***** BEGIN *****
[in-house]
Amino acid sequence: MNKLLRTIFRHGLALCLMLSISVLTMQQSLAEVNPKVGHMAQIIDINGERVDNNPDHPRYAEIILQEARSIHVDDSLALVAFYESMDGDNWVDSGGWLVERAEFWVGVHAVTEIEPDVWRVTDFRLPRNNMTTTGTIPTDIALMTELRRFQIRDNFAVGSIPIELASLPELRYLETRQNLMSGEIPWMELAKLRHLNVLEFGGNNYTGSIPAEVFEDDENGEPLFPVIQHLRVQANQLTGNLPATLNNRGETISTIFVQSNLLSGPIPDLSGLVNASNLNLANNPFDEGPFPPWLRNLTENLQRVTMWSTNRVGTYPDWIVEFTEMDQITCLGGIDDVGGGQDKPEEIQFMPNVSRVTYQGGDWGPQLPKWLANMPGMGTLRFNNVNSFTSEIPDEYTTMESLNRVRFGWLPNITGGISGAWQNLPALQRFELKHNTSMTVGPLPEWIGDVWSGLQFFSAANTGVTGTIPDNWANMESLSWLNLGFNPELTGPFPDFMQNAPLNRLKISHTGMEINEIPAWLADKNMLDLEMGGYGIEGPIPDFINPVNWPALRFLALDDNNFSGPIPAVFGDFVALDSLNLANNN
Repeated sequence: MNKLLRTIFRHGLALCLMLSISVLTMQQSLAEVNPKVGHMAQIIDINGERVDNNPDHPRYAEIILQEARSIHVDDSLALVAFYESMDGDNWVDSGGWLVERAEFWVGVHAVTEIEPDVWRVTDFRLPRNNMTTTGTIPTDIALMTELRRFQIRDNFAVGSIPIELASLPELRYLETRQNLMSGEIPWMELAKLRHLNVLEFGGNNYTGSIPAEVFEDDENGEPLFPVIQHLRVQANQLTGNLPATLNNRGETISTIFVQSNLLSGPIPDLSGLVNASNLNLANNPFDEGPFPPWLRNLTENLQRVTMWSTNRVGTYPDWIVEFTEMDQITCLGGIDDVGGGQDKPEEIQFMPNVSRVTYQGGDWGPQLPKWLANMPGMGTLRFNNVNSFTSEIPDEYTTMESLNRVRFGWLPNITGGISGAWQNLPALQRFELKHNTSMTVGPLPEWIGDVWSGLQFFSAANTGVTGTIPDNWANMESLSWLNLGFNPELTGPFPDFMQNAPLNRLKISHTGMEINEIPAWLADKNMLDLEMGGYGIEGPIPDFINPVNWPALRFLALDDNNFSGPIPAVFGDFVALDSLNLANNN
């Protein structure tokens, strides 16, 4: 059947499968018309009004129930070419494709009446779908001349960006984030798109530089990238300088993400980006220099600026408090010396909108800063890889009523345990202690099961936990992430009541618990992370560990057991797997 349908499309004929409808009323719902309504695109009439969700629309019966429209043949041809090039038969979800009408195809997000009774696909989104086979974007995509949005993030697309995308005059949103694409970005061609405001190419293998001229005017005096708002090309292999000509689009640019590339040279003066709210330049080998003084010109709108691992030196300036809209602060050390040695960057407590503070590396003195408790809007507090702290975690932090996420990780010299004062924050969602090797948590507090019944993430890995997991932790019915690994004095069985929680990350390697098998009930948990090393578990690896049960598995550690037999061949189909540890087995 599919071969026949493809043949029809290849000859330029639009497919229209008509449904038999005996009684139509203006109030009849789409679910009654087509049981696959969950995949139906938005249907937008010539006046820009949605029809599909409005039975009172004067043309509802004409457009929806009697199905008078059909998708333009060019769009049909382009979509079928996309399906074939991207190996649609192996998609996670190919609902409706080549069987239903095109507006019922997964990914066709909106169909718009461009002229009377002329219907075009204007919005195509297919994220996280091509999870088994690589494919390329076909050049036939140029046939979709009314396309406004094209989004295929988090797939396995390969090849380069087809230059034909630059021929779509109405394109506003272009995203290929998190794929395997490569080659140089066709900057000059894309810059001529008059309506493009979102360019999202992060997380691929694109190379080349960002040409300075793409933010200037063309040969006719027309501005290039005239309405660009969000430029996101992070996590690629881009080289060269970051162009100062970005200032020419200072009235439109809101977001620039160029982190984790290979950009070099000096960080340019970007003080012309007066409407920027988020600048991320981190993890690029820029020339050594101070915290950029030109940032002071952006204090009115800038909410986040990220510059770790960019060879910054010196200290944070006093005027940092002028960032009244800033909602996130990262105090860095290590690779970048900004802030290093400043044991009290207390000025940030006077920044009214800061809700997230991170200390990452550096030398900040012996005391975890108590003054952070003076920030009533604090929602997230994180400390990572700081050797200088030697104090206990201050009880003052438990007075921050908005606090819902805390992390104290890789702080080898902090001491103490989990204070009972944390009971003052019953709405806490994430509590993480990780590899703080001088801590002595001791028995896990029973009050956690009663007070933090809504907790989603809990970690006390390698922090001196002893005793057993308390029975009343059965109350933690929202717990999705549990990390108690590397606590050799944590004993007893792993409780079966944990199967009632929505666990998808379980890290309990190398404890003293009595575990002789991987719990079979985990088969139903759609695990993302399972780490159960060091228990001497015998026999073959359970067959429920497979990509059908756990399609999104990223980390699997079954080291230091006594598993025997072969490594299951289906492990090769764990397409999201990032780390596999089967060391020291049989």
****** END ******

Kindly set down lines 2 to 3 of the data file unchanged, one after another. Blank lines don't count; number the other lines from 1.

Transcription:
Amino acid sequence: MNKLLRTIFRHGLALCLMLSISVLTMQQSLAEVNPKVGHMAQIIDINGERVDNNPDHPRYAEIILQEARSIHVDDSLALVAFYESMDGDNWVDSGGWLVERAEFWVGVHAVTEIEPDVWRVTDFRLPRNNMTTTGTIPTDIALMTELRRFQIRDNFAVGSIPIELASLPELRYLETRQNLMSGEIPWMELAKLRHLNVLEFGGNNYTGSIPAEVFEDDENGEPLFPVIQHLRVQANQLTGNLPATLNNRGETISTIFVQSNLLSGPIPDLSGLVNASNLNLANNPFDEGPFPPWLRNLTENLQRVTMWSTNRVGTYPDWIVEFTEMDQITCLGGIDDVGGGQDKPEEIQFMPNVSRVTYQGGDWGPQLPKWLANMPGMGTLRFNNVNSFTSEIPDEYTTMESLNRVRFGWLPNITGGISGAWQNLPALQRFELKHNTSMTVGPLPEWIGDVWSGLQFFSAANTGVTGTIPDNWANMESLSWLNLGFNPELTGPFPDFMQNAPLNRLKISHTGMEINEIPAWLADKNMLDLEMGGYGIEGPIPDFINPVNWPALRFLALDDNNFSGPIPAVFGDFVALDSLNLANNN
Repeated sequence: MNKLLRTIFRHGLALCLMLSISVLTMQQSLAEVNPKVGHMAQIIDINGERVDNNPDHPRYAEIILQEARSIHVDDSLALVAFYESMDGDNWVDSGGWLVERAEFWVGVHAVTEIEPDVWRVTDFRLPRNNMTTTGTIPTDIALMTELRRFQIRDNFAVGSIPIELASLPELRYLETRQNLMSGEIPWMELAKLRHLNVLEFGGNNYTGSIPAEVFEDDENGEPLFPVIQHLRVQANQLTGNLPATLNNRGETISTIFVQSNLLSGPIPDLSGLVNASNLNLANNPFDEGPFPPWLRNLTENLQRVTMWSTNRVGTYPDWIVEFTEMDQITCLGGIDDVGGGQDKPEEIQFMPNVSRVTYQGGDWGPQLPKWLANMPGMGTLRFNNVNSFTSEIPDEYTTMESLNRVRFGWLPNITGGISGAWQNLPALQRFELKHNTSMTVGPLPEWIGDVWSGLQFFSAANTGVTGTIPDNWANMESLSWLNLGFNPELTGPFPDFMQNAPLNRLKISHTGMEINEIPAWLADKNMLDLEMGGYGIEGPIPDFINPVNWPALRFLALDDNNFSGPIPAVFGDFVALDSLNLANNN